Peggy Ray (Goodman Ray Solicitors) opens December’s edition of ‘Family Law’ with ‘comment’ that adds to the wider discussion about transparency. (Family Law is subscription only content I’m afraid for those following the debate who don’t have access to it. I always have to hunt for a copy myself.)
Three points in particular got me thinking further:
The idea that the family court differs fundamentally from the criminal court in terms of its public interest functions. Since the family court tries to resolve a particular child’s problem, while the criminal court acts on behalf of society as a whole.
My own view is that State driven cases to protect /remove children have striking similarities to criminal cases, by way of public interest. (In a way that private law family proceedings do not). There is fundamental public interest in what the State does in the public’s name in both criminal and public law family proceedings, beyond the proper functioning of the court. (To be balanced of course with other competing interests).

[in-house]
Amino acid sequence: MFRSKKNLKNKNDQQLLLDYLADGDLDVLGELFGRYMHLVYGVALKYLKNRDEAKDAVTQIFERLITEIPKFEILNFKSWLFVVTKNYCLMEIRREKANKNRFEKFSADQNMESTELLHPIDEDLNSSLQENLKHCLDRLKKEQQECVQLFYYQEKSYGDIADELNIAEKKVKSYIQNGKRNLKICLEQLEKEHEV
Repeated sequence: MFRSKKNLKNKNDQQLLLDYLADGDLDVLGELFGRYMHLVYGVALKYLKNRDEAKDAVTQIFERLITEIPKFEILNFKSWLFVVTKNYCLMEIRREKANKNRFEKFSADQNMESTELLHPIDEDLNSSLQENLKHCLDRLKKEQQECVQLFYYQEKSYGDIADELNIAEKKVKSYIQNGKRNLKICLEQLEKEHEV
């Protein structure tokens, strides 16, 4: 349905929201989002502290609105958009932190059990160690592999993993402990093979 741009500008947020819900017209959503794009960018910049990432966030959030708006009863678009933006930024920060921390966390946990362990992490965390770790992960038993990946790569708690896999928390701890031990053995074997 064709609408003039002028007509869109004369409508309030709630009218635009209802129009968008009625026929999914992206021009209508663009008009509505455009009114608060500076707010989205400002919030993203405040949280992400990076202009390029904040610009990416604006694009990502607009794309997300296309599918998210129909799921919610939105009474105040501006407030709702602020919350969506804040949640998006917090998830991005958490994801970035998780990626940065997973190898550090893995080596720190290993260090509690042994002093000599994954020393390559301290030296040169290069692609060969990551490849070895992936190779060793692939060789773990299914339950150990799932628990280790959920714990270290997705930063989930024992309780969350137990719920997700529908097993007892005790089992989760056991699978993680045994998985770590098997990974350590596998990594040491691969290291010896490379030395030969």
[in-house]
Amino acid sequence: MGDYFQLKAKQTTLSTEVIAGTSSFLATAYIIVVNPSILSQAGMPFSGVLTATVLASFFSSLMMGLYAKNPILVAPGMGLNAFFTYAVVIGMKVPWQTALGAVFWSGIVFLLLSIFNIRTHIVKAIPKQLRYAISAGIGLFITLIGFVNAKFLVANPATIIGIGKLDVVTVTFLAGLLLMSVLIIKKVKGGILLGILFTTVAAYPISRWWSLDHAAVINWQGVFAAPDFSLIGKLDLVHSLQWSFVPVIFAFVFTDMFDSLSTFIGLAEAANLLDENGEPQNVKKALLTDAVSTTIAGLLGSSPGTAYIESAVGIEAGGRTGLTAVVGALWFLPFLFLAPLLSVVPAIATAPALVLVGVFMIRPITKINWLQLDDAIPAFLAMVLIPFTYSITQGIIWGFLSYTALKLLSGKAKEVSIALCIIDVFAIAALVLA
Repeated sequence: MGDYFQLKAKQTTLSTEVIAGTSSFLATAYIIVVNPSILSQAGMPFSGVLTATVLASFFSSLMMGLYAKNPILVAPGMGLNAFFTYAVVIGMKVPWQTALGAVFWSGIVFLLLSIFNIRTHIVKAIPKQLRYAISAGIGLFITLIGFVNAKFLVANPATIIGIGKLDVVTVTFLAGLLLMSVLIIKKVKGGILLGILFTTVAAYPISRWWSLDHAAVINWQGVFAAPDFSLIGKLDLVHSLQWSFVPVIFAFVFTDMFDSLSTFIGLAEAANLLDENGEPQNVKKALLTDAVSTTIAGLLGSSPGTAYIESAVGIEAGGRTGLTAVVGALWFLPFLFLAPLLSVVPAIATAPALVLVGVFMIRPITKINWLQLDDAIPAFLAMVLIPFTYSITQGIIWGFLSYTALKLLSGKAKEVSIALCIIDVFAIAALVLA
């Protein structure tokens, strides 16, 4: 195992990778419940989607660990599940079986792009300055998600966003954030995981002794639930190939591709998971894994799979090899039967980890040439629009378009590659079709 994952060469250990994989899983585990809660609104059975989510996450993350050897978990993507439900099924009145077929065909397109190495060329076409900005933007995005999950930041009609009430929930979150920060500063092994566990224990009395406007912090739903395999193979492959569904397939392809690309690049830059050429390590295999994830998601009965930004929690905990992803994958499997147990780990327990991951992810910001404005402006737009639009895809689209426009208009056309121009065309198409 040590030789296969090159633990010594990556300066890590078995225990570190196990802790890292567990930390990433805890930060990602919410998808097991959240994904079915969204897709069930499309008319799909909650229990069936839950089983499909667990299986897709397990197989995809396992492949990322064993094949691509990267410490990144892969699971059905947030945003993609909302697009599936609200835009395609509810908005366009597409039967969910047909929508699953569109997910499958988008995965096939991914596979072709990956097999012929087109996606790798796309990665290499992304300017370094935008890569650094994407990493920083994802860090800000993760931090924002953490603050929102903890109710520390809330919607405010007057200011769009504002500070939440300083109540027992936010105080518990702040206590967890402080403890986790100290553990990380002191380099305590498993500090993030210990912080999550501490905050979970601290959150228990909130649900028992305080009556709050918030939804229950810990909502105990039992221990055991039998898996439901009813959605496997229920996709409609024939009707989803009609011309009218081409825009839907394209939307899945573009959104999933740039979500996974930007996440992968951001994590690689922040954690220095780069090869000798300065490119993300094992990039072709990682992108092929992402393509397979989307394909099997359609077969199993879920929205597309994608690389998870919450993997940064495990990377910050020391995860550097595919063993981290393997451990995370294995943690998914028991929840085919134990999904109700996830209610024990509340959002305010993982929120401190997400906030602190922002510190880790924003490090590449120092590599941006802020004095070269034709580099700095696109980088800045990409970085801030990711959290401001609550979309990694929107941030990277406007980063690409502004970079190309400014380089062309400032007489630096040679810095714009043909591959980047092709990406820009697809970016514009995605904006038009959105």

I agree that consultation and risk assessment prior to radical overhaul is outstanding. But I also think the research base for risk assessment is not yet adequate, including in terms of cogent analysis and application of existing research about all aspects of the debate, including international research.
Where I don’t yet have a firm view is whether change can/should only be achieved through Parliament. I’ve yet to see sufficient detailed legal /other analysis to underpin this view. (Either on these transparency proposals or the wider trend of radical reform to the family justice system by practice Direction and Guidance, ahead of or instead of, legislative change). I’d love to be signposted to it if it is out there.